Art Review: Two Chinese Exhibitions at the Denver Art Museum
This was a world in which the color of the glass finial on one’s hat indicated with precision one’s rank at court; in which the bird or animal embroidered in silk and gold thread on a silken badge indicated a civil or military official’s place in the hierarchy. (Degrees of civil officialdom were represented by birds such as cranes or pheasants, while military rank was indicated by fiercer animals, such as tigers, leopards, lions, and the legendary quilin.)
New Worlds, Old Worlds
This winter, the Denver Art Museum has mounted a pair of exhibitions evoking China before and after the revolutions of the twentieth century. Though radically different in contents and approach, when viewed side by side, “Xu Beihong: Pioneer of Modern Chinese Painting” and “Threads of Heaven: Silken Legacy of China’s Last Dynasty” offer a fascinating perspective on cultural upheaval and transformation. While painter Xu Beihong — whose patriotic imagery of the new China would find favor with none other than Mao Tse Tung — was studying art in Paris, collector Charlotte Hill Grant was buying up court robes and ceremonial accessories from impoverished Manchu aristocrats. The fruits of these two very different journeys are now on display.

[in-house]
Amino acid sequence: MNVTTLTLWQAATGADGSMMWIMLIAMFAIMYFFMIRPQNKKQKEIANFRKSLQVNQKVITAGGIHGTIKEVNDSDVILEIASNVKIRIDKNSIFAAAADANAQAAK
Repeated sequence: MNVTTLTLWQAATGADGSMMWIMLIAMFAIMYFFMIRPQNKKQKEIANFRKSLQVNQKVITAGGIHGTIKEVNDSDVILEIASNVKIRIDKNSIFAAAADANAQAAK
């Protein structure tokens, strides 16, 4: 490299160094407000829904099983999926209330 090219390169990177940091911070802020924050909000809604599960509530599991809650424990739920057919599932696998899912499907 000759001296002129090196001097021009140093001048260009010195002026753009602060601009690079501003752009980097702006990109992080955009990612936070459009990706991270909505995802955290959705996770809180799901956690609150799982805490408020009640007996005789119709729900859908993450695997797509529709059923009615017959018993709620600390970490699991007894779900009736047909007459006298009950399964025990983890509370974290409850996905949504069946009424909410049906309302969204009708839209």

Xu Beihong: Pioneer of Modern Chinese Painting.